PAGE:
The Enneagram Issue: Reactive or Reflective?

Is the Enneagram a wisdom tool or a passing fad? Chuck DeGroat talks with In All Things about how people can misuse the Enneagram as it gains more popularity.

By now, maybe you’ve begun to get my ironic foray into the Enneagram, a now popular tool for self-understanding. Brought to the United States five decades ago from South America by a handful of teachers, the Enneagram isn’t the invention of some self-help guru. It was rightly embraced as a serious tool, introduced within the church in small pockets for the sake of intentional spiritual formation. Its nine types (which I regularly call “habits” or “energies” to distinguish this from personality tests) represent windows into how we relationally navigate a broken world.

Where we are today with the Enneagram, however, might be hardly recognizable and highly regrettable to the Bolivian born teacher Oscar Ichazo, who is widely regarded as one of the first to pass this wisdom tool off to those who’d bring it to the United States. Only six years ago, a Christian publisher wouldn’t include a chapter I wrote on the Enneagram for fear of its reception by evangelicals. Today, you’re apt to find Enneagram discussions in many evangelical churches. You’ll find podcasts up-and-down your podcast dial. The internet offers dozens of free tests. And people on social media debate about the Enneagram types of their favorite characters from Friends or Star Trek or contemporary politics. In fact, on Twitter you can follow the EnneaDog. What we’ve done with it is so classically. . . American.

Perhaps that’s why I’ve transitioned from enthusiastic to cautious.

Curiosity about oneself is good and important. After telling his own story in sometimes lurid detail, St Augustine begins chapter 10 of his Confessions with the cry, “Let me know myself. Let me know Thee!” Self-knowledge is urged by Calvin and Teresa of Avila, by Richard Baxter and John Owen. In her Interior Castle, St Teresa of Avila writes, “self-knowledge is so important that, even if you were raised right up to the heavens, I should like you never to relax your cultivation of it; so long as we are on this earth, nothing matters more than humility.”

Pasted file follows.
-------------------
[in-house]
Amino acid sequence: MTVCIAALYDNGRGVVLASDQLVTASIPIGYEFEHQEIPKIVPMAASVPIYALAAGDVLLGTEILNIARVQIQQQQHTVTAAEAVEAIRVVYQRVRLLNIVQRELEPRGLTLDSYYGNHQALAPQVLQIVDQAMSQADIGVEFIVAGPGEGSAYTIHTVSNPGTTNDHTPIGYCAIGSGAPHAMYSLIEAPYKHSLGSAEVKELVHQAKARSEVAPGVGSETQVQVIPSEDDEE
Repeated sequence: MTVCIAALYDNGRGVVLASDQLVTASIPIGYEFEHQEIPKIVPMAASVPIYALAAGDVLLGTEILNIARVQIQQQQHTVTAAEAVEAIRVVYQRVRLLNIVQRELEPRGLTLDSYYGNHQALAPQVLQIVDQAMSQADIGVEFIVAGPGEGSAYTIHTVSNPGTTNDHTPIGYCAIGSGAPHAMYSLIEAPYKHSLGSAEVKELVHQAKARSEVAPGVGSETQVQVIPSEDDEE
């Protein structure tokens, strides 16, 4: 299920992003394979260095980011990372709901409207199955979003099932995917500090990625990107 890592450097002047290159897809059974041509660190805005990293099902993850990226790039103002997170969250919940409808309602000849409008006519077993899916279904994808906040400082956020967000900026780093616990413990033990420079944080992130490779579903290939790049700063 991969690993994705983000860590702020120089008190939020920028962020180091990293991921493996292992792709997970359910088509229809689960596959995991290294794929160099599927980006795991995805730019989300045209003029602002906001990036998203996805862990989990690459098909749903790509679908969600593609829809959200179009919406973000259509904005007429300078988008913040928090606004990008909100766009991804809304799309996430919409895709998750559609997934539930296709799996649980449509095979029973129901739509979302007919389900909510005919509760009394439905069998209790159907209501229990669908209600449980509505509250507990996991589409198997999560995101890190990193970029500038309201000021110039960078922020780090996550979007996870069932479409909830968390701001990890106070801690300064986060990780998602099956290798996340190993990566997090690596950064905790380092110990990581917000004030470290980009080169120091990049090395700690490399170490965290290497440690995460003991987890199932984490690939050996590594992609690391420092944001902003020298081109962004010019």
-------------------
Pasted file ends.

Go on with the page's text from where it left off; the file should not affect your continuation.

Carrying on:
But self-knowledge serves best as a doorway to humility. I once knew a pastor who loved personality tests. Everyone he knew was categorized—phlegmatic, extroverted, dominant, ESTP, idealist. He drew upon a range of different inventories and popular assessments. But it served a suspect agenda—with categories, he had power. In an instant, he could cut people down to size: “She’s such a melancholic…let’s keep her working behind the scenes or she’ll just depress everyone.”

Now, the difference between some of the major personality tests we know and the Enneagram is this: the Enneagram is concerned less about describing your personality and more concerned about naming what drives you and motivates you. This takes a bit more work. If I meet you at a social gathering, I might note that you’re a bit introverted, but I’ll have little clue as it what motivates you. And this is why so many of us have found the Enneagram to be a useful, albeit fallible, tool. We can gain real insight into ourselves by exploring what drives us.